The pain has changed. It is softer, and no longer raw. Instead of darkness, there is sorrow. When I come across a post of a bereaved parent lamenting their loss, I give them words of solace with that quiet empathy, and wish them nothing but love. When I meet someone who shares their story with me, I give them a small smile, and in our eyes, we acknowledge each other's pain. When I learn that a friend, no matter how significant the friendship is to them or to me, I send them a card with money for food. It is a club that we all belong to. The instant knowing in our eyes. How we reach out to each other. We sit with each other in silence as tears come. We say the words that many people lack. We are brutally honest by telling them that there is no antidote for the pain, yet we are gentle with how we carry their pain until they are able to carry it themselves. 


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This is something I wish people would know:

The pain doesn't go away ever. It just gets softer. So please don't tell someone to move on no matter how long ago the loss occurred. Grief has its own timeline. Allow them commiserate their loss in their own way.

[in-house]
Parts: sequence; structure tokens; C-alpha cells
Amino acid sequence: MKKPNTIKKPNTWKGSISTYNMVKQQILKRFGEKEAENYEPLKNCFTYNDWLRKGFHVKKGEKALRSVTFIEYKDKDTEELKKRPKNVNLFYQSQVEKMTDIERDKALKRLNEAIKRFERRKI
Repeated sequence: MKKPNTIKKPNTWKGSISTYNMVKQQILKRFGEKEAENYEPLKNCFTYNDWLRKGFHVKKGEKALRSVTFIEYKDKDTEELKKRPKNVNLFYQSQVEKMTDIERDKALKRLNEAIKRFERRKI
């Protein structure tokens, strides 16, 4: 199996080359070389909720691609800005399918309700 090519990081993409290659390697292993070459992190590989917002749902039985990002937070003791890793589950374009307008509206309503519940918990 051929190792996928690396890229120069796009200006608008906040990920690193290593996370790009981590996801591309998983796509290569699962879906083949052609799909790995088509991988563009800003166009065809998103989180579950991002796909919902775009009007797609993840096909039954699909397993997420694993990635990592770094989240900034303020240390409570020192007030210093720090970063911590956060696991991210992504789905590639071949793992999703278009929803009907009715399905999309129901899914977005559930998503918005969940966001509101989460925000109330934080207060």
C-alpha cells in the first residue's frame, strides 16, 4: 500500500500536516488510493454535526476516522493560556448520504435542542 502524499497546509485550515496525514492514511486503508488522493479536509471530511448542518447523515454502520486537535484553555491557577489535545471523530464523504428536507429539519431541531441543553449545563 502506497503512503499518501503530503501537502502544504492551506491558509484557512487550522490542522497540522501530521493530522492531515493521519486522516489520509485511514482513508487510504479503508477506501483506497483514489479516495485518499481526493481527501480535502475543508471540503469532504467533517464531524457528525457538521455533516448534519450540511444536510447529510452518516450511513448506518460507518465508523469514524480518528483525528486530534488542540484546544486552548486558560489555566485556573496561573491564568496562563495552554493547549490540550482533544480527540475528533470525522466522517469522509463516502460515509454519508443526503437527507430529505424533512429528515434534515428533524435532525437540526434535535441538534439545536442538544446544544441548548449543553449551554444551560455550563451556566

Don't devalue early losses. They matter, and hurt as much as late-term losses does. 

It is okay to sit in silence with them. No need for words. No need for anything, but a physical presence. Please don't feel uncomfortable with the tears. They can be very healing, and cleansing. 

It is okay to also ask, are you doing okay? If they capitalize on the question, and start talking, then let them. If they don't, then that's okay too, and change the topic. Just let them know you are thinking of them. It's also okay to say, "I don't know what to say, and I am sorry that it happened to you. If you need me to listen, then I am here. If you need my shoulder to cry on, then here's a tissue box, and I will sit with you." 

Remember dads/significant other hurt too. They just hurt differently. Don't forget them. 

If you are close to someone who have had experienced a loss or recurring losses, even if they go on to have a successful pregnancy after their loss(es), then remember that underneath their smiles, they are scared to death. 

I still struggle. There are some days when my anxiety gets so bad that I just sit down, close my eyes, and try let it pass. I worry so much about my kids, about things I can't control especially when it comes to death. I can't bear the thought of being an executor, and kill a living being with my hand while knowing that I had somehow 'killed' off my baby. There are many people who struggle with  similar feelings.